posted by COD on Mar 3, 2015 - 199 comments

nya nya nya nya

A corner of Japan where cats rule [SLR.tv]
posted by infini on Mar 3, 2015 - 29 comments

FCC votes for Net Neutrality

When President Obama appointed Tom Wheeler (a former top telecom lobbyist) as chairman of the FCC, he got a lot of grief for selling out his '07 pledge to protect Net Neutrality -- the founding principle long prized by open web activists that ISPs cannot privilege certain data over others, without which dire visions of a tiered and pay-for-play internet loomed. Earlier, weaker attempts at net neutrality had failed in court, and the new chairman looked set to fold. But after an unprecedented outcry following last year's trial balloon for ISP "fast lanes" -- including a viral appeal by John Oliver, a public urging by the president, and perhaps Wheeler's own history with the pre-web NABU Network -- the FCC yesterday voted along party lines to enact the toughest net neutrality rules in history, classifying ISPs as common carriers and clearing the way for municipal broadband. ISPs reacted with (Morse) venom, while congressional Republicans are divided over what they called "Obamacare for the internet."
posted by Rhaomi on Feb 27, 2015 - 127 comments

cybermapping

40 maps that explain the internet
posted by infini on Feb 23, 2015 - 10 comments

hey girl

"It's not just that feminist ideas may be more accessible when packaged in a clever Internet meme. It's also that, for decades, opponents of the movement have painted feminists as unattractive, humorless, man-hating, lesbian militants. And we tend to find our feminist messengers more persuasive when they challenge these stereotypes." Can Feminist Ryan Gosling Really Make Men More Feminist? [more inside]
posted by joseph conrad is fully awesome on Feb 19, 2015 - 44 comments

YouTube Videos from the 90's about Computers

"How People Described the Internet in the 1990s Is Hilarious" A surprisingly rich listicle of some surprisingly deep (so much zeitgeist) revealing 90's videos and cliches pertaining to computers and the internet. Previously [more inside]
posted by aydeejones on Feb 17, 2015 - 63 comments

"Internet power! The web is where glorious dreams are; Internet power!"

China has just released a tremendous rousing tribute to its clean, clear and incorruptible internet. The song is performed by the Cyberspace Administration of China choral group. Called Cyberspace Spirit, the tune features a large mixed choir and four solo singers who regale an audience while informing them that they are also keeping a close eye on everything they view and type. "Keeping faithful watch under this sky, the Sun and the Moon," they sing. "Creating, embracing everyday clarity and brightness; Like a beam of incorruptible sunlight, touching our hearts." The chorus exclaims: "Internet power! The web is where glorious dreams are; Internet power! From the distant cosmos to the home we long for."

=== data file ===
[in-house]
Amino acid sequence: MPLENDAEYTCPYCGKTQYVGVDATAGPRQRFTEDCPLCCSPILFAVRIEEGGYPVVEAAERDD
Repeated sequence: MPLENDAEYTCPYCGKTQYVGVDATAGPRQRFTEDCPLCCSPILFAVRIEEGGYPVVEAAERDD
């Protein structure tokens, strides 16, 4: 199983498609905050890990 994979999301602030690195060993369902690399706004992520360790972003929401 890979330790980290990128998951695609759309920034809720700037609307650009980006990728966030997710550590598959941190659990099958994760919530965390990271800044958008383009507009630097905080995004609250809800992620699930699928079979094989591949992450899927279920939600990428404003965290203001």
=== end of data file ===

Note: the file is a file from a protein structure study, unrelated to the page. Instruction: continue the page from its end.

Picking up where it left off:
posted by infini on Feb 12, 2015 - 50 comments

What Does the Internet Look Like?

What Does the Internet Look Like? The Gothamist takes artist and writer Ingrid Burrington's field guide to New York City's internet infrastructure, which you too can go out and buy for that special someone in your life.
posted by jlittlew on Feb 11, 2015 - 14 comments

How YouTube Changed the World

How YouTube changed the world.
posted by chunking express on Feb 10, 2015 - 55 comments

are you aware you are ‘shouting'

I TURNED CAPS LOCK ON FOR A WEEK AND EVERYONE HATED IT
posted by randomination on Feb 6, 2015 - 125 comments

The internet must be fast, fair and open.

FCC Chairman Tom Wheeler: That is why I am proposing that the FCC use its Title II authority to implement and enforce open internet protections.
posted by blue_beetle on Feb 4, 2015 - 102 comments

"I preferred to use gadgetry until it gave up the ghost "

​​"The main reason I got so involved with the Internet is because it was safety and sanctuary in a hostile world.​​ I was heavily bullied in school due to racial tension — most of the teachers were hostile instigators or at least uncaring. I didn't really have a lot of space to express myself, because I was constantly told that my existence was wrong. I didn't really learn a lot from the Malaysian education system: most of it was already decades old.​"​ [more inside]
posted by joseph conrad is fully awesome on Feb 2, 2015 - 11 comments

Offline underclass

75 million Americans don’t have internet. Here’s what it’s like.
posted by flapjax at midnite on Jan 29, 2015 - 142 comments

© Potomac Avenue 2015

From the King of Clickbait to the "President" of Instagram to the Parody Twitter Illuminati...As The Washington Post says: "Everyone's stealing jokes online--Why doesn't anyone care?"